Although much is still unknown about the motives of the shooter, Jared Lee Loughner, Saturday’s tragic shooting almost immediately sparked debate about the role of violent rhetoric in American politics.
Many conservatives have been quick to dismiss suggestions that the hostile, inflammatory rhetoric of the right played any role in the shooting. (Jack Shafer will literally punch you in the face if you suggest he could tone it down a bit. Nice, dude.) Even bringing it up provokes outrage that liberals would “politicize” the tragedy in such a way. But I’m thinking that as long as it’s fair game to blame pot for the shooting (um, seriously?), a little reflection on the political climate isn’t out of line.
Here are a few smart perspectives…
In a press conference discussing the investigation just hours after the shooting, Pima County Sheriff Clarence Dupnik pinned some blame on the rhetoric of “people in the radio business and some people in the TV business:”
I’d just like to say that when you look at unbalanced people, how they are—how they respond to the vitriol that comes out of certain mouths, about tearing down the government, the anger, the hatred, the bigotry that goes on in this country is getting to be outrageous. And unfortunately, Arizona, I think, has become sort of the capital. We have become the mecca for prejudice and bigotry…People tend to pooh-pooh this business about the vitriol that inflames American public opinion by the people who make a living off of that. That may be free speech but it’s not without consequences.
James Fallows notes that the shootings of political figures are inherently political—even when the motives behind them are murky.
That’s the further political ramification here. We don’t know why the Tucson killer did what he did. If he is like Sirhan, we’ll never “understand.” But we know that it has been a time of extreme, implicitly violent political rhetoric and imagery, including SarahPac’s famous bulls-eye map of 20 Congressional targets to be removed — including Rep. Giffords. It is legitimate to discuss whether there is a connection between that tone and actual outbursts of violence, whatever the motivations of this killer turn out to be. At a minimum, it will be harder for anyone to talk — on rallies, on cable TV, in ads — about “eliminating” opponents, or to bring rifles to political meetings, or to say “don’t retreat, reload.”
Ezra Klein argues that even though the shooter seems to be mentally ill rather than motivated by “calculated political intent,” this kind of violence should give us pause.
But today’s shooting was a reminder of what real political violence in this country could look like, and the awful recognition that it could’ve easily fit with comments made by trusted political figures should stop us cold. We’re lucky to live in a country where political violence is rare. We’re lucky that that doesn’t appear to have changed. But that may be dumb luck that we’re benefiting from. It is hard to look through those statements and believe that we’re doing enough to keep our political system peaceful.
Jill Filipovic points out that the “he’s crazy” explanation of Loughner’s actions both unfairly vilifies people with mental illnesses—who are no more likely to commit violent crimes than anyone else—and is a cop-out that cuts of any deeper exploration of the causes of violence.
Certainly, some people with mental illnesses do commit crimes — but that shouldn’t really surprise us, since people with mental illnesses are people, and some people commit crimes. I’m worried, though, that “he’s crazy” will end up being the easy card to pull in the particular case of the Arizona shooting, without recognizing that, mentally ill or not, Jared Loughner participated in the same society as the rest of us, and was undoubtedly influenced by the culture in which he lived — mental illness does not typically put one on an island all their own, totally unswayed and oblivious to everything around. We need to take a good look at the culture and sub-cultures we’ve built in the United States; “he’s crazy” is a cop-out, and it’s irresponsible, and it doesn’t alleviate us of our responsibilities.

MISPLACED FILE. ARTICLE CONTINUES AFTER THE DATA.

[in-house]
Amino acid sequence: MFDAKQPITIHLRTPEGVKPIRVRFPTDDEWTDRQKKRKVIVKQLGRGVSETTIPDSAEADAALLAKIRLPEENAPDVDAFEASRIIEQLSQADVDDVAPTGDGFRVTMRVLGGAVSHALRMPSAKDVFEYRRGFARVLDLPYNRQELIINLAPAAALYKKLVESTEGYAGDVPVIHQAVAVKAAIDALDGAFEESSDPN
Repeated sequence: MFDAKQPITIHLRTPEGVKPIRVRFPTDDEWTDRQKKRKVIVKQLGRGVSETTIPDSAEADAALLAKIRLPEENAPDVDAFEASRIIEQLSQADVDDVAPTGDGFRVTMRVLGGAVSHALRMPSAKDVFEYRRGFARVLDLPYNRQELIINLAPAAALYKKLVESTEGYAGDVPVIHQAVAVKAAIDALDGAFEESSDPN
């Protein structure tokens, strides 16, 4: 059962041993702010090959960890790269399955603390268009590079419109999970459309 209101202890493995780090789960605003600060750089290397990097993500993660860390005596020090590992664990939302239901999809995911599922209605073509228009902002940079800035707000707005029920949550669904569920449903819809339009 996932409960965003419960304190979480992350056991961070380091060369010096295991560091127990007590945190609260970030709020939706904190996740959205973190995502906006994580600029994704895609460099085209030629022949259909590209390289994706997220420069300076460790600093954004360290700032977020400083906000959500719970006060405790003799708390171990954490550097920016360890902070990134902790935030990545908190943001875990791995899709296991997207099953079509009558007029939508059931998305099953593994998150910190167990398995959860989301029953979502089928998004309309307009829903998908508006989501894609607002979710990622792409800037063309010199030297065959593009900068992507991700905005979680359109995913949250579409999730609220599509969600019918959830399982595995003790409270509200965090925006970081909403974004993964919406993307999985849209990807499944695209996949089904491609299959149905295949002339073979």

And here’s my take: Of course, Sarah Palin—or Glenn Beck or the Tea Party or right-wing talk radio or any other political leaders—didn’t cause Jared Lee Laugher to get a gun and shoot a Congresswoman and 17 other people on a Saturday morning. The causes of such an act are as complex as the mind of the individual who commits it, and the influencing factors–psychological, political, and societal–damn near impossible to tease apart.
But it’s not about cause. It’s about context. And it’s not actually about Jared Lee Laugher. Frankly, I think it’s pretty irrelevant whether or not he was influenced by violent right-wing rhetoric. It’s possible he wasn’t at all. But the very fact that he could have been is damning evidence that our political climate has gotten out of control.
The incendiary, hateful rhetoric that has become par for the course on the right in recent years is irresponsible whether or not it contributed to a Congresswoman being shot. It was irresponsible when the glass window of Rep. Giffords’ office was shattered after the health care reform vote. It was irresponsible when, as said months ago Giffords, Palin should realize that putting her district in the crosshairs of a gun could have consequences. It was irresponsible when Giffords’ staff had to call the police after a gun was dropped at a previous town hall meeting. It’s been irresponsible, shameful, and beneath the standards to which we should hold our political discourse all along.
And the fact that Palin’s staff spent Saturday scrubbing her website of the target image and now claims—unconvincingly given that Palin herself referred to it as a “bullseye icon” and paired it with the phrase “don’t retreat, RELOAD”—that it was never intended to be gun sights suggests that, deep down, they know it’s irresponsible too.